Overcoming my embarrassment and self-consciousness, I finally built up the courage to approach one of the locals. She was helpful and concise, pointing me in the right direction. Soon the landscape appeared clearer and more familiar. Exhausted, I finally dragged my blistered feet through the doors of the University Café. I scanned the sparsely-populated café and didn’t see my friend anywhere (he had waited for me for over an hour and unable to reach me on my cellphone, had left). I wearily slumped into a seat at the bar, thinking about everything that had transpired. Harsh, vituperative thoughts circled in my head. How was I going to spend the better part of a year in this city if I could barely get around? I sat there for another hour, ruminating on my harrowing experience, eventually gathering myself up, walking straight to the metro station, and back to the comfort of my tiny apartment. This was not the last time I would get lost in Paris, or confused, or maddened. Slowly I learned that for me, the answer to living abroad was to allow the city to challenge me, and in turn, for me to challenge myself. The self-assurance and adaptability that I gained from my time in Paris still helps me in my work and my personal relationships. I’m still working on perfecting that poised Parisian sophistication…though I’m not holding my breath on that one.
Ashley Spinelli, Program Development Manager
I studied abroad twice – first on a month-long “Music and Culture” faculty-led program in Ghana where I studied cultural anthropology through Ghanaian drumming and dance, and later on a yearlong direct exchange program at the University of Bologna in Italy where I studied Italian language, literature, and history at the oldest continuously operating university in Europe. The two experiences were extremely distinct academically – one involved 6 hours per day of dance classes while the other entailed countless hours in lecture halls. Nonetheless, both experiences provided me with the opportunity to live and study outside of my comfort zone, and learn from professors who guided me to reflect more deeply on the world in which I lived, and the economic, political, cultural, and psychological dimensions that had shaped my experience up until that point. I’m very thankful for having had the opportunity to study abroad, as it provided me with many new ways of looking at the world and analytical skills that carried me throughout my graduate studies and career in education.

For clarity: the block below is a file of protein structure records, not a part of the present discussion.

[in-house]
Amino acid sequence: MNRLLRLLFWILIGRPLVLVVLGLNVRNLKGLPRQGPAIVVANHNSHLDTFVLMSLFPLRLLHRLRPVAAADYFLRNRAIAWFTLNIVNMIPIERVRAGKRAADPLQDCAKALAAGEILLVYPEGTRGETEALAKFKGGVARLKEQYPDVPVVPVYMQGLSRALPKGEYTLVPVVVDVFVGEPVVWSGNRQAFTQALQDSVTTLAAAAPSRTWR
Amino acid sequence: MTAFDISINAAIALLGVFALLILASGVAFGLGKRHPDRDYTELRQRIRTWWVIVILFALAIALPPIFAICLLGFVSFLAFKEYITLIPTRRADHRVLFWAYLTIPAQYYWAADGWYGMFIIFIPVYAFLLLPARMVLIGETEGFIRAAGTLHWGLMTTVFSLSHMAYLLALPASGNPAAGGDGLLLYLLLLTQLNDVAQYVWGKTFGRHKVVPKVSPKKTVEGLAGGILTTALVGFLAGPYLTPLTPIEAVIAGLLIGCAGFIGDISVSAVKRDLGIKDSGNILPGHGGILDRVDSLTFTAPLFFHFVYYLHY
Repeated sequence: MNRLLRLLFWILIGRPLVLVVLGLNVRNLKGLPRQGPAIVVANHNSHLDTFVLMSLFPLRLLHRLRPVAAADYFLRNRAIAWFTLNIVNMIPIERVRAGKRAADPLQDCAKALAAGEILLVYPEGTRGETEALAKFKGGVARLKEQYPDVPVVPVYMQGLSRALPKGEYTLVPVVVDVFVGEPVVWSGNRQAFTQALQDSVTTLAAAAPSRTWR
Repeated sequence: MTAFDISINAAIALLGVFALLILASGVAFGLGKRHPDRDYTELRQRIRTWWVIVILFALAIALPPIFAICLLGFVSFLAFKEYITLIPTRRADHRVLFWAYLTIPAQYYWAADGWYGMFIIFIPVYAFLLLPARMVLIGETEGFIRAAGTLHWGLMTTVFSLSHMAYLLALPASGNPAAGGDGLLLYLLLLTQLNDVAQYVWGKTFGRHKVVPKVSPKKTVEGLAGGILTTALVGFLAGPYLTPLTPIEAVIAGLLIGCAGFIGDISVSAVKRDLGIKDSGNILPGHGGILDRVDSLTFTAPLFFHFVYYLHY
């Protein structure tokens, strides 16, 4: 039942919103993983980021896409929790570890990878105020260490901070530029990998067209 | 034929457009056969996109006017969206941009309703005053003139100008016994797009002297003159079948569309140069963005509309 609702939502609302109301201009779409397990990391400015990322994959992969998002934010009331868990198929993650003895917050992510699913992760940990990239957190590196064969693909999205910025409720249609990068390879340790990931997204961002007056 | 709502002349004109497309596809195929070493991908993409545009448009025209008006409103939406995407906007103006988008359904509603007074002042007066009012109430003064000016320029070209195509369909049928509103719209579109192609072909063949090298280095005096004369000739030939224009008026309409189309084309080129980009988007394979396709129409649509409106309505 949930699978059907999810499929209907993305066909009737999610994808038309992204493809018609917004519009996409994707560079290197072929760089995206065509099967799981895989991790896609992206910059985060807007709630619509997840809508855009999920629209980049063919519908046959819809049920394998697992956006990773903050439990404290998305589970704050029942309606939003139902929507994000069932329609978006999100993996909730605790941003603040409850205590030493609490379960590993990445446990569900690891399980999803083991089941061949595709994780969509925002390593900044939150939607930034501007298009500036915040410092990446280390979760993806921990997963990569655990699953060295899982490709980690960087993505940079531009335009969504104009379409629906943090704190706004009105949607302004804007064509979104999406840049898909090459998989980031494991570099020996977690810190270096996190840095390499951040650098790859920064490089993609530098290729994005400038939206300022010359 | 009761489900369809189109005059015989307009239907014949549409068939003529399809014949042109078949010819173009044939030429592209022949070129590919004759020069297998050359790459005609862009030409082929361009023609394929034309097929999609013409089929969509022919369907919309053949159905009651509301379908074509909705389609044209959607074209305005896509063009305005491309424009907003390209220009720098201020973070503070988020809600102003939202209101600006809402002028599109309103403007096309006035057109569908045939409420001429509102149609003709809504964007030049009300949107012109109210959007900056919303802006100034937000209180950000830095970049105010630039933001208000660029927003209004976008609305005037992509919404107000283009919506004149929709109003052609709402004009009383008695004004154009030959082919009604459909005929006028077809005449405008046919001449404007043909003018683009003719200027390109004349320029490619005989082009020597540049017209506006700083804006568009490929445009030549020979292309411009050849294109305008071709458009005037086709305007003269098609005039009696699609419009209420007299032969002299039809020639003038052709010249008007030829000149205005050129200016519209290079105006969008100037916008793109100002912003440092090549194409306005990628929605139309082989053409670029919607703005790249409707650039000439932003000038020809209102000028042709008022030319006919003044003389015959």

Megan Neureuter, Associate Director of U.S. Operations
There is no question that I both developed and improved my communication skills during my study abroad experience— it was somewhat impossible not to! Studying in Paris with a very basic knowledge of French required some creative expressions and a lot of gesturing. That being said, those communication skills basically changed my life. It helped me to understand that I could make it anywhere, and led me to challenge myself in ways I would not have thought possible. Looking back now, with some years between me and my Paris experience, I can see how it led me to success internationally as well as at home, with my greatest success in having married a non-native English speaker after meeting overseas. Sixteen years and two beautiful daughters later, it still amazes me how essential good communication is, how it can make or break a relationship both professionally and personally, regardless of the language spoken.
In the end, though I had formative experiences before heading to Paris for a semester, it was that experience that helped me realize the value of good communication. It is something that has made me a more thoughtful and compassionate person.
Tanyshia Stevens, Programs Coordinator
I think the most important skills I learned from studying abroad, though slightly obvious, are independence and self-sufficience. Everyone says going to college is the first step to independence, which is definitely true, but the type of independence I learned while studying abroad is probably something I wouldn’t have learned if I hadn’t gone.